Bioengineering T cells to target carbohydrate to treat opportunistic fungal infection

Pappanaicken R. Kumaresan, Pallavi R. Manuri, Nathaniel D. Albert, Sourindra Maiti, Harjeet Singh, Tiejuan Mi, Jason Roszik, Brian Rabinovich, Simon Olivares, Janani Krishnamurthy, Ling Zhang, Amer M. Najjar, M. Helen Huls, Dean A. Lee, Richard E. Champlin, Dimitrios P. Kontoyiannis, Laurence J N Cooper

Research output: Contribution to journalArticlepeer-review

117 Scopus citations


Clinical-grade T cells are genetically modified ex vivo to express chimeric antigen receptors (CARs) to redirect their specificity to target tumor-associated antigens in vivo. We now have developed this molecular strategy to render cytotoxic T cells specific for fungi. We adapted the pattern-recognition receptor Dectin-1 to activate T cells via chimeric CD28 and CD3-ζ (designated "D-CAR") upon binding with carbohydrate in the cell wall of Aspergillus germlings. T cells genetically modified with the Sleeping Beauty system to express D-CAR stably were propagated selectively on artificial activating and propagating cells using an approach similar to that approved by the Food and Drug Administration for manufacturing CD19-specific CAR+ T cells for clinical trials. The D-CAR+ T cells exhibited specificity for β-glucan which led to damage and inhibition of hyphal growth of Aspergillus in vitro and in vivo. Treatment of D-CAR + T cells with steroids did not compromise antifungal activity significantly. These data support the targeting of carbohydrate antigens by CAR+ T cells and provide a clinically appealing strategy to enhance immunity for opportunistic fungal infections using T-cell gene therapy.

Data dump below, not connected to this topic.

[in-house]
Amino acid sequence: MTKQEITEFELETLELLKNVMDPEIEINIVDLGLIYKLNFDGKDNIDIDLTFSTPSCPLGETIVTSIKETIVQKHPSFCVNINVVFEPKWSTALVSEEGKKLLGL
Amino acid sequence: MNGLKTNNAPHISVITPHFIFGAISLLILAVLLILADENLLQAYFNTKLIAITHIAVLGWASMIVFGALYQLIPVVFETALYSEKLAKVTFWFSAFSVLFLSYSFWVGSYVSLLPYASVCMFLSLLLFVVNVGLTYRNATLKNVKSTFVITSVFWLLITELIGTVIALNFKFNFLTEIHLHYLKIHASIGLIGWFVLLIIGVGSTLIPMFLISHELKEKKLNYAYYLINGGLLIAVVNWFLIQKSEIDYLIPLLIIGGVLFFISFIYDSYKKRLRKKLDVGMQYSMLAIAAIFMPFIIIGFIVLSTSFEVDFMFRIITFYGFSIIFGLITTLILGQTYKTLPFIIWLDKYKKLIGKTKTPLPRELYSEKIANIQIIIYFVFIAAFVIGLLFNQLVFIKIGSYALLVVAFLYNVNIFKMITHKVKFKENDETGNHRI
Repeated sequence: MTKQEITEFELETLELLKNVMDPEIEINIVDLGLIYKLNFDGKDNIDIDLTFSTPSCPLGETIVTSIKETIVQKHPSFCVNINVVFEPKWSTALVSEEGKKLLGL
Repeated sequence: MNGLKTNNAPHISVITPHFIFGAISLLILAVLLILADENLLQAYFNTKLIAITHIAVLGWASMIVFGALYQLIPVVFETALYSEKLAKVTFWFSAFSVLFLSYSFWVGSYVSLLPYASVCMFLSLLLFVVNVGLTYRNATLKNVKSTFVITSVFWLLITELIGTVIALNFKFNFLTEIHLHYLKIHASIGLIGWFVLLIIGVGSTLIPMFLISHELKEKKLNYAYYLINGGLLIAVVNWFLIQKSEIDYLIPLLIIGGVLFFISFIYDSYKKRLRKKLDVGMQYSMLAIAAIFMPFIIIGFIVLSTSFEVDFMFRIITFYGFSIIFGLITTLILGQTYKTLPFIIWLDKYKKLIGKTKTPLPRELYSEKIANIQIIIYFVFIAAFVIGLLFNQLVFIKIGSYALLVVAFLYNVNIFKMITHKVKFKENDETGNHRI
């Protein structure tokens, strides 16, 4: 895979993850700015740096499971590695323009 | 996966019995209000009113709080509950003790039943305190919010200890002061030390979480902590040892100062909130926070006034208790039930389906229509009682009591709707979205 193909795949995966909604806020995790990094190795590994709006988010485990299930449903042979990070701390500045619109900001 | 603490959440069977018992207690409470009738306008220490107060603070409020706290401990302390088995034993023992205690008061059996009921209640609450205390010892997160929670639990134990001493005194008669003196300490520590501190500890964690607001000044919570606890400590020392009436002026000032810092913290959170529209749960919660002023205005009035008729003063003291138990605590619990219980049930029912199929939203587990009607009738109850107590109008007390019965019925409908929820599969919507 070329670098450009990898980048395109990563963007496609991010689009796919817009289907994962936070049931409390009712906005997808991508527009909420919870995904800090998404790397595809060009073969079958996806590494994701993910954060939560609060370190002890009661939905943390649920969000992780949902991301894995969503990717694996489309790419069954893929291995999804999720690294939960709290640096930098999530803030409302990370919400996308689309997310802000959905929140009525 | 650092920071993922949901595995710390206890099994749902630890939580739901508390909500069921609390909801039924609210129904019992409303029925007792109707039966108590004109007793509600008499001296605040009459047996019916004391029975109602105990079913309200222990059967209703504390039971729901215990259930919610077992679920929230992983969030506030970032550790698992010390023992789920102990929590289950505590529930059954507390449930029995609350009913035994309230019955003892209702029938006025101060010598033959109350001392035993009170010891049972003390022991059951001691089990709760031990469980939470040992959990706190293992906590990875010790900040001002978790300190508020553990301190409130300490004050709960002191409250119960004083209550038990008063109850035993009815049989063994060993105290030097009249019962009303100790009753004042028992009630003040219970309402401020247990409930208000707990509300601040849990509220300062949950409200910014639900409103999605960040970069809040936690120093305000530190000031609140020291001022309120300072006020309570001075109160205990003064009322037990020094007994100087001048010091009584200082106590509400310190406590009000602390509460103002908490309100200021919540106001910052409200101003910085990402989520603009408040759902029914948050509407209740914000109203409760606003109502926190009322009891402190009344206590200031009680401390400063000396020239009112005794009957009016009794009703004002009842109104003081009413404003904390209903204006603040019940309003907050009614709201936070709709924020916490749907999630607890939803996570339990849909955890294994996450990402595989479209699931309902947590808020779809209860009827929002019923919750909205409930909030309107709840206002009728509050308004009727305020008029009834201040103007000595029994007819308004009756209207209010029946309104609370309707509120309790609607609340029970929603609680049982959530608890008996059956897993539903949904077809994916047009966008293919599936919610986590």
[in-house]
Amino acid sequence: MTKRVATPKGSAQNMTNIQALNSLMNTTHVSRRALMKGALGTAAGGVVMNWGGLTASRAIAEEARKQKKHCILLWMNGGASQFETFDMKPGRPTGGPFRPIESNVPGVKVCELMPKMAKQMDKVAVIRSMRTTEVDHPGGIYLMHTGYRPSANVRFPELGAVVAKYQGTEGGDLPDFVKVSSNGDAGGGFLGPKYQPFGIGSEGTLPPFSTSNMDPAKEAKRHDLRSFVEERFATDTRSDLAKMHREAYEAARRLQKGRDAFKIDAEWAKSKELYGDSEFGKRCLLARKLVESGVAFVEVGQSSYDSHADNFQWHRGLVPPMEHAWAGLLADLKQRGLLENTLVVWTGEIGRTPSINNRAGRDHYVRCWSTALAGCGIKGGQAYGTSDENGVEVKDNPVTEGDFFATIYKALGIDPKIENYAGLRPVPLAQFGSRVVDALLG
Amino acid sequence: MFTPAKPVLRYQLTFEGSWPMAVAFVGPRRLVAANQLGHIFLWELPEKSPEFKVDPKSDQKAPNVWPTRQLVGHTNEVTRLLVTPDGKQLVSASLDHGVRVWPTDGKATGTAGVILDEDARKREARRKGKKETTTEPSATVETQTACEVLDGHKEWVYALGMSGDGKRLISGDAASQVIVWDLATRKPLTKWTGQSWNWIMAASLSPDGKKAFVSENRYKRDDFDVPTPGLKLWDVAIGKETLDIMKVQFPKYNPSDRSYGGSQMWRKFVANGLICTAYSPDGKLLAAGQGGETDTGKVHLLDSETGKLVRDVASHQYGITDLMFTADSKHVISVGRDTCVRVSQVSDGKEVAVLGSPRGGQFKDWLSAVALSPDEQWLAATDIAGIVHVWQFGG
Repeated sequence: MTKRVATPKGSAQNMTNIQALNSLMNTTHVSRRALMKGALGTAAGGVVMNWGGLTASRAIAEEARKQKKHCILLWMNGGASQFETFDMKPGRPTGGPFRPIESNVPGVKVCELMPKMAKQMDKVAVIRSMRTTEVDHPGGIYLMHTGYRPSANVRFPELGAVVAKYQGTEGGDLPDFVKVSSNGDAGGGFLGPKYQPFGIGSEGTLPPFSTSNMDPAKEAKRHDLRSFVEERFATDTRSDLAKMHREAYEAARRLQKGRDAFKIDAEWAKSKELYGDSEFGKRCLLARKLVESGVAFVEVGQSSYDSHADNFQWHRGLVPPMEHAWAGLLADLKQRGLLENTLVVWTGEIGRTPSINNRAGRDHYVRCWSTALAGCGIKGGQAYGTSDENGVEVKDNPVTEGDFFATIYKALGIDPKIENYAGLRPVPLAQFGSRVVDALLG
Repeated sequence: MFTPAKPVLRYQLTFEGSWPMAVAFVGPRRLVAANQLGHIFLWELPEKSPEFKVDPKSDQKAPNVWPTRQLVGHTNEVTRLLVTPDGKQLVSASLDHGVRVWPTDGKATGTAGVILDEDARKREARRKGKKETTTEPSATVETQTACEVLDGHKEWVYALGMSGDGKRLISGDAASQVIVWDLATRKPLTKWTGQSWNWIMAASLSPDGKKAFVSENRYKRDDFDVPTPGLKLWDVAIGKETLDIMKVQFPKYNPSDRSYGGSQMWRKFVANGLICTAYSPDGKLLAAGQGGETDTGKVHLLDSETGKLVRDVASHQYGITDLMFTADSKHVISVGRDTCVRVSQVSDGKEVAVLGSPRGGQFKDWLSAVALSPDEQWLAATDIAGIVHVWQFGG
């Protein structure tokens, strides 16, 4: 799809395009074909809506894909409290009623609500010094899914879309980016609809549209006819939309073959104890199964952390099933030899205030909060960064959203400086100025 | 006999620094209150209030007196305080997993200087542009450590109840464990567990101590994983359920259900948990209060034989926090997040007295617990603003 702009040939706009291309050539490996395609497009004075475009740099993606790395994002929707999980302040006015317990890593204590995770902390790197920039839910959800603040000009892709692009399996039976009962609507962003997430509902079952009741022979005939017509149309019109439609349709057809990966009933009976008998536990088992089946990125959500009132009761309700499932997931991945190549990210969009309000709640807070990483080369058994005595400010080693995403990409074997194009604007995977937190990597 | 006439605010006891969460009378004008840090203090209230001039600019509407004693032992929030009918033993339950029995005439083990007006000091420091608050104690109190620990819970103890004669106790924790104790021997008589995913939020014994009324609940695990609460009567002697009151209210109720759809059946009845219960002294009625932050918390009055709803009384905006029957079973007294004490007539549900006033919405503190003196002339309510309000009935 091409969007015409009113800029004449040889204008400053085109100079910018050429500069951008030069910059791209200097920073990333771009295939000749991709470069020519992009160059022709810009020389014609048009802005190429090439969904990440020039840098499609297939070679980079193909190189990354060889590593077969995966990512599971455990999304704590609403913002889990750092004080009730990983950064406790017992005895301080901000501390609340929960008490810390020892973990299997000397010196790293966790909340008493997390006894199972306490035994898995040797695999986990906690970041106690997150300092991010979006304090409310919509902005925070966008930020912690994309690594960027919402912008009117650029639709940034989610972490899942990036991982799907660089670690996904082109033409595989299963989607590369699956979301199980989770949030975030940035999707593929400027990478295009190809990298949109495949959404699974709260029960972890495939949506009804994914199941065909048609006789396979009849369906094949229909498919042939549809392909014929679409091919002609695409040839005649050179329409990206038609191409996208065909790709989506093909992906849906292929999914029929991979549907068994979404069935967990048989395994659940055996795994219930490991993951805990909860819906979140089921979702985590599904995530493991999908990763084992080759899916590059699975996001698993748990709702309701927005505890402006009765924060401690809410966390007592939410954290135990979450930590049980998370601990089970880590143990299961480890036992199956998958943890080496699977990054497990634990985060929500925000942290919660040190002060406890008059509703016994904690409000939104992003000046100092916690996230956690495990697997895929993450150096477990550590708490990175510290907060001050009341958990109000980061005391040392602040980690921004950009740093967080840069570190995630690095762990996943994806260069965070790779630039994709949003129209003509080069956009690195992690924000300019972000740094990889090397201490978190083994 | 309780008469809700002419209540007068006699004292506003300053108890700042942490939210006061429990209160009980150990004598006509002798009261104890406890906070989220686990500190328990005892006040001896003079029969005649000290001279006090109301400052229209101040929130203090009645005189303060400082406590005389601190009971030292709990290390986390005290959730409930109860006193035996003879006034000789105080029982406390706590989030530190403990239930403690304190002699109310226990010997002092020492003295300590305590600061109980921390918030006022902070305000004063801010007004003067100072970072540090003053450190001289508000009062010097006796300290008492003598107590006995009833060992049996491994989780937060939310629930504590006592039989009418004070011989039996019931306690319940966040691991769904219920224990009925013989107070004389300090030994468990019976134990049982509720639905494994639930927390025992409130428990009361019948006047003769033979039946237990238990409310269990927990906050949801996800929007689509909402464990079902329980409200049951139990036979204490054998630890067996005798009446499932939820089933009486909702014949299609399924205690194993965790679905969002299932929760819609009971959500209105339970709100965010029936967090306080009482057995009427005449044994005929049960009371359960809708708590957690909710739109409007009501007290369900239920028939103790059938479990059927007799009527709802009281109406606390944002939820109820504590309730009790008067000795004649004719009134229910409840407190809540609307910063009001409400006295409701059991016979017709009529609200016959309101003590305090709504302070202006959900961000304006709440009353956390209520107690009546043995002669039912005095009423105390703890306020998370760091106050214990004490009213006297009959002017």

Original languageEnglish (US)
Pages (from-to)10660-10665
Number of pages6
JournalProceedings of the National Academy of Sciences of the United States of America
Issue number29
StatePublished - Jul 22 2014
Externally publishedYes


  • Adoptive immunotherapy
  • Fungus
  • T-cell therapy
  • β-1,3-glucan

ASJC Scopus subject areas

  • General


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